process is not used as a by-product and is discharged along with other
wastewaters. Effluent discharged
directly into water bodies can cause a depletion of oxygen levels.
The dairy industry consumes large quantities of fresh water, use
chlorofluorocarbons for refrigeration, causing ozone depletion. Most dairy products are packaged in
plastic or plastic-lined containers, or cans, and these results in a
considerable amount of solid waste.
Some Jains defend the continued consumption of dairy products on the
basis of tradition—that is, the fact that Jains have been consuming dairy
products for as long as anyone remembers means that it must be acceptable to
continue doing so. But if Jainism
stands for anything, it represents the notion that ethic principles are a
matter of rational thought and careful consideration and that tradition can
never be a sufficient answer to an ethical problem.
Some people think that it is difficult to be a strict vegetarian but
that is not the case. There
are now a large variety of delicious non-dairy "milks” (soy, rice, almond)
available and these can be used for cooking and in beverages. There are delicious vegan "butters”
made from soy that can substitute for ghee. Most Jains have already done what most non-Jains would
regard as the difficult part—they have removed meat, poultry, fish, and eggs
from their diets. Taking the
additional step of eliminating dairy products is the easy part.
A note about the use of animals for clothing and rituals: Leather is not merely a by-product of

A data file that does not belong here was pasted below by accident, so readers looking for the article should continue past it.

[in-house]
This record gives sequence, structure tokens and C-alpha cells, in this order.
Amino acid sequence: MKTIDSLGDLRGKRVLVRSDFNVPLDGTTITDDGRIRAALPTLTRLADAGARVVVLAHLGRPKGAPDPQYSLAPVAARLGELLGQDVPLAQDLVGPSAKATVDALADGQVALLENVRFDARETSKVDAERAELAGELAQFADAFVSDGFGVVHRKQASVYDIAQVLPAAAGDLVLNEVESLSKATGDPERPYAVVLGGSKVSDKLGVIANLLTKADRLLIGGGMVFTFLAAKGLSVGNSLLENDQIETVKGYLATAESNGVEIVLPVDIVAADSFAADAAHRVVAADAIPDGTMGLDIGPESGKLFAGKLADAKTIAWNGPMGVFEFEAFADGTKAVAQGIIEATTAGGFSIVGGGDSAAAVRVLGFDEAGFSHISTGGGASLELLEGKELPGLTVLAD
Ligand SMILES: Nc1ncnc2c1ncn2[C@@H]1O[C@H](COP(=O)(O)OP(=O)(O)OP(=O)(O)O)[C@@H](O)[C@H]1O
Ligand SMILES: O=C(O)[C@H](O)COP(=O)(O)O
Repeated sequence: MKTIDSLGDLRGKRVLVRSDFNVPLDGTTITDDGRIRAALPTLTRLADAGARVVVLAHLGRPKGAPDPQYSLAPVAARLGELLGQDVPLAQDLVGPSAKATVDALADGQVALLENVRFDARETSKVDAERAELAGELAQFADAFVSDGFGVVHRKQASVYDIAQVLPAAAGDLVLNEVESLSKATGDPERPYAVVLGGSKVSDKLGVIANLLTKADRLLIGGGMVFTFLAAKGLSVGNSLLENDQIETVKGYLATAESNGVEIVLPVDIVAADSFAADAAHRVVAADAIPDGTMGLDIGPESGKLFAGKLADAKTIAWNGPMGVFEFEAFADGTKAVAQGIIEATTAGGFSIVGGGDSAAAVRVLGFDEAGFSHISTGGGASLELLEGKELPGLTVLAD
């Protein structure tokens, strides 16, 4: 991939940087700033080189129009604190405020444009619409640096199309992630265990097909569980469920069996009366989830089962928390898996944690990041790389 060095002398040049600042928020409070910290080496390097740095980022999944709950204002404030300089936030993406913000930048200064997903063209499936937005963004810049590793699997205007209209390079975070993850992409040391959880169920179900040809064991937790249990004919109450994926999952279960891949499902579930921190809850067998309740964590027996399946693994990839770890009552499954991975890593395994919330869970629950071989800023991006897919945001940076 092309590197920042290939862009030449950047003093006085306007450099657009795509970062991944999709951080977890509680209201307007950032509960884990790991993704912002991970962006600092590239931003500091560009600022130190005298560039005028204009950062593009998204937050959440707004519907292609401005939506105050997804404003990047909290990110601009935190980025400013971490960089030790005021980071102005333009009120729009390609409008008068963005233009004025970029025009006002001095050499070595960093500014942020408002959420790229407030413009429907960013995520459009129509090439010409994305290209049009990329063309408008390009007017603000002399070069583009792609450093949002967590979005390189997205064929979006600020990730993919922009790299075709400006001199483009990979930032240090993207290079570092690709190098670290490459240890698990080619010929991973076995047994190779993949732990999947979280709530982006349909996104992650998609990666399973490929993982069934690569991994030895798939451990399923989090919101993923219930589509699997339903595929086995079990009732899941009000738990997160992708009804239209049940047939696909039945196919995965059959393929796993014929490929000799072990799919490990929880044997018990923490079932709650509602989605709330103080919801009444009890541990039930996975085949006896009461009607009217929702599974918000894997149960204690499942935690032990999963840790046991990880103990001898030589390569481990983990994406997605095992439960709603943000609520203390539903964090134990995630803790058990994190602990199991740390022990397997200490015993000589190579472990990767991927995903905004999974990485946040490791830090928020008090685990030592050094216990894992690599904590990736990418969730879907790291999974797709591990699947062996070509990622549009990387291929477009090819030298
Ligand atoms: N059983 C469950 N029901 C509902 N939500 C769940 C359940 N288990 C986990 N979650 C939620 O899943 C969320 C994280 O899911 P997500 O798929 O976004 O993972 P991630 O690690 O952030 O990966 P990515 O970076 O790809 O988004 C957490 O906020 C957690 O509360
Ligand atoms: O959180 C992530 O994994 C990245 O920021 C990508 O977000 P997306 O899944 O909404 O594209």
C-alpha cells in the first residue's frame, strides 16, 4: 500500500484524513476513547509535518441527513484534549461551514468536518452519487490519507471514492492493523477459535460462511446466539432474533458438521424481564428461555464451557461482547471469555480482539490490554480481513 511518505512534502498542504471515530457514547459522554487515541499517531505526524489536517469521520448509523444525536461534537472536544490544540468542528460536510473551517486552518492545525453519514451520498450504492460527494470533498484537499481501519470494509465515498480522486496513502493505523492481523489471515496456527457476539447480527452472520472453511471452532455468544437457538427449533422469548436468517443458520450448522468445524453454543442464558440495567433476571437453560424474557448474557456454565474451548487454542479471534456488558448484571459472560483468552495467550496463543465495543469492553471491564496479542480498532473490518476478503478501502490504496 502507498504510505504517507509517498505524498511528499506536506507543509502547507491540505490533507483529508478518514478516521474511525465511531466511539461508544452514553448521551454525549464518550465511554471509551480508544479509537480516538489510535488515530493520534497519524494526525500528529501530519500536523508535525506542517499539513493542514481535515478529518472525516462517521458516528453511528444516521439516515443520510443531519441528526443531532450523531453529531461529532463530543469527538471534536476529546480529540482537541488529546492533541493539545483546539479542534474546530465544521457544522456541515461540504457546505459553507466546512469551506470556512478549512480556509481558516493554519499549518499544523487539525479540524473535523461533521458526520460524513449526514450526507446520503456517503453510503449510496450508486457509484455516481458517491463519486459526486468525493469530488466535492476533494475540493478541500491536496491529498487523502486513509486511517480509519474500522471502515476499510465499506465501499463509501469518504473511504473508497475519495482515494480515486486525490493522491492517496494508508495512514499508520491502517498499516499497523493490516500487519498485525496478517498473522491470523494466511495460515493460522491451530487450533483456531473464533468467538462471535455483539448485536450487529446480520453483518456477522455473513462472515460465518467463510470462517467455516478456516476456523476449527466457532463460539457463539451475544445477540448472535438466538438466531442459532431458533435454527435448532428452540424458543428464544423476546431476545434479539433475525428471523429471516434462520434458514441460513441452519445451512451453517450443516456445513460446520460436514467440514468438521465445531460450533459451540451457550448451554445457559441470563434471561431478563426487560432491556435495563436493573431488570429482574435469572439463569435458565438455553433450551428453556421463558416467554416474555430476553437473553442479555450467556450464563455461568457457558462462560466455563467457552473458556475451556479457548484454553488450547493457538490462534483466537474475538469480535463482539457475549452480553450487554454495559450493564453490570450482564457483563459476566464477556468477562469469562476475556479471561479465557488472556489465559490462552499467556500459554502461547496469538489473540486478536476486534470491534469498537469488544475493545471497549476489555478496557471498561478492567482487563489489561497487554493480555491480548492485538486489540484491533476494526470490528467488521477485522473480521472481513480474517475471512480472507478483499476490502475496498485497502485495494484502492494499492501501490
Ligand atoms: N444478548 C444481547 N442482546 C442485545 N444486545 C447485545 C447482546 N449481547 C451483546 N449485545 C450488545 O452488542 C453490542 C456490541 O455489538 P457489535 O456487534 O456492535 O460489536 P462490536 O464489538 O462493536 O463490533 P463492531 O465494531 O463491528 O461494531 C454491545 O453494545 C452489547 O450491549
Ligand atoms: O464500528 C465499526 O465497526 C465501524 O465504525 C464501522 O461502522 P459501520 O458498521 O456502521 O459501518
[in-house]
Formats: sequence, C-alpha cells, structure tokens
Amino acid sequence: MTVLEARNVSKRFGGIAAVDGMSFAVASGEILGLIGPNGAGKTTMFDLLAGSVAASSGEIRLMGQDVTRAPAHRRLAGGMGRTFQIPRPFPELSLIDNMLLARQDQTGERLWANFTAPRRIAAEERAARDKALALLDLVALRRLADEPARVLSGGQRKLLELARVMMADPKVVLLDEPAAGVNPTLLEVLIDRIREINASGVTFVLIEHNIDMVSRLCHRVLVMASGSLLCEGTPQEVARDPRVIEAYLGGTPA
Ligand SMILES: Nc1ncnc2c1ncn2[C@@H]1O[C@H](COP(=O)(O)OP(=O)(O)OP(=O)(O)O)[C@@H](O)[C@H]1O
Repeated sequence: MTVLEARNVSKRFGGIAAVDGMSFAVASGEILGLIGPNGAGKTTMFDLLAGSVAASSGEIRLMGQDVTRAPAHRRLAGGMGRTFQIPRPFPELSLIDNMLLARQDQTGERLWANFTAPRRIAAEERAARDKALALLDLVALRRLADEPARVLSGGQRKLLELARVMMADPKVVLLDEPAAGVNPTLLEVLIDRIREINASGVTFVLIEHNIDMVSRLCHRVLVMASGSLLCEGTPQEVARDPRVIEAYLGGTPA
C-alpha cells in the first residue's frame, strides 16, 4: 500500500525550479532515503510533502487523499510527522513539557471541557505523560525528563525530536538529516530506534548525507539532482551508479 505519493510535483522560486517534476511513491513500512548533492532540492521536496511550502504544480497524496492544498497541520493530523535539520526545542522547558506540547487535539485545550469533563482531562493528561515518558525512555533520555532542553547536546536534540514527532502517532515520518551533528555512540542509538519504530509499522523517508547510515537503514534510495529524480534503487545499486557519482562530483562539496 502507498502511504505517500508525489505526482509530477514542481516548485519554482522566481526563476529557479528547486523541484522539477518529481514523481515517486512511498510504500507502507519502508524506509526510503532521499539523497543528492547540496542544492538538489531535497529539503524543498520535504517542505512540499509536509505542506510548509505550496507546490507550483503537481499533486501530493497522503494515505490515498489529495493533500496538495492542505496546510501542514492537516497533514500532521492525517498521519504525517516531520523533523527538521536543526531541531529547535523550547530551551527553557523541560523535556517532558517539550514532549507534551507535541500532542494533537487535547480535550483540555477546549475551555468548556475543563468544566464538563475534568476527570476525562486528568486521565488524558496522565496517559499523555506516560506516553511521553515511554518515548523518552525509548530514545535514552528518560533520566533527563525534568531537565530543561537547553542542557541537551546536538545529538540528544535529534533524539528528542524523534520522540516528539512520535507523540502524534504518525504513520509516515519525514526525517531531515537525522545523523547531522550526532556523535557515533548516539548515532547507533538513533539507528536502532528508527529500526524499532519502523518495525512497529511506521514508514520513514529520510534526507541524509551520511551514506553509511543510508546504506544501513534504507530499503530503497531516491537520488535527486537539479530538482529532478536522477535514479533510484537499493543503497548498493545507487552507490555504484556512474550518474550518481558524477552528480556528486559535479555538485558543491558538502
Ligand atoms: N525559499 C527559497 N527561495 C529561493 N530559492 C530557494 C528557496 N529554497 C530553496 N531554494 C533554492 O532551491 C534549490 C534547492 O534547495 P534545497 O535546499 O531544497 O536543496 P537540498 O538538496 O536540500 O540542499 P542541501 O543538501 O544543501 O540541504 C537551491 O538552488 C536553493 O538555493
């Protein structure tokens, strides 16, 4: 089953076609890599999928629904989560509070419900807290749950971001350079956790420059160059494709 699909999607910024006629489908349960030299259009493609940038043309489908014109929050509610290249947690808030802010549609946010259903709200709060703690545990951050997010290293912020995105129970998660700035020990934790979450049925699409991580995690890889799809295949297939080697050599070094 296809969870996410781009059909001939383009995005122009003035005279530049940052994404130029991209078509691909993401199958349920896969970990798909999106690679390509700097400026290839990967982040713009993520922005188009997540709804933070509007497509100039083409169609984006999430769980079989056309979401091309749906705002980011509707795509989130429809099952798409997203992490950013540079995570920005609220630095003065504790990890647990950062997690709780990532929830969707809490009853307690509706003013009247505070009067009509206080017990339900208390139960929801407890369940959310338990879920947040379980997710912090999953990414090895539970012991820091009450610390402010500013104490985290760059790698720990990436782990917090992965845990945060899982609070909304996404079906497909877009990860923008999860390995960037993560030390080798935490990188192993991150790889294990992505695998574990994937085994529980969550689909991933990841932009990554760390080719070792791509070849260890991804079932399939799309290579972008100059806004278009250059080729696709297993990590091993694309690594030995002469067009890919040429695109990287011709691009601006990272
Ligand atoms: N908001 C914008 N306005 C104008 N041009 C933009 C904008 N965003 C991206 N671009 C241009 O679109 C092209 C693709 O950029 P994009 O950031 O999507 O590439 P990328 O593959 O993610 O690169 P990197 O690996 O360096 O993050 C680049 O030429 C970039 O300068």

the meat industry—it is an important part of the economics of that
industry. Leather processing has
harmful environmental effects.
There is terrible cruelty involved in producing wool. Silk worms are
boiled alive to make silk garments.
Once again, there are many alternatives to wool, leather, and silk. The
use of animals for all these purposes unquestionably involves Himsa.
I became a vegetarian in 1978 after visiting a slaughterhouse. It was terrible and I became convinced
immediately that I could no longer eat animal flesh. I eliminated all animal products from my life in 1982 and
became a strict vegetarian when I recognized that there was no logical or moral
distinction between flesh and dairy or other animal products. They all involved Himsa; they all
involved horrible suffering; they all involved death. As a practitioner of Ahimsa, I could no longer ignore the
harm in which I was participating.
The sentiment in the Jain community is moving in the direction of strict
vegetarianism. Jain community
leaders have sought to facilitate discussion of this issue within the broader
community. But most important of
all, Jain youth, particularly those born in the United States and Canada are
increasingly embracing strict vegetarianism and not wearing animal clothing as
well. As these young people assume
positions of leadership in the Jain community, the rejection of all animal use
will become more widely accepted.
We live in a world of unspeakable violence that only gets worse by the
day. It is more important than at
any time in the past to speak up for peace and nonviolence. Although no one has a monopoly on these
precious values, Jainism is the only tradition that emphasizes Ahimsa as the
foundational principle of spiritual practice. Ahimsa Paramo Dharma.
Jains are in a unique position to be the emerging voice of sanity in an
insane world and have the responsibility to do so. Nonviolence begins with what we put in and on our bodies.
I offer these thoughts respectfully for your consideration. I recognize
that many Jains are not yet strict vegetarians and it is not my intention to
judge or to offend those people. I
am only trying to apply what I understand to be important Jain principles in a
consistent way. If I have offended
anyone, Micchami Dukkadam.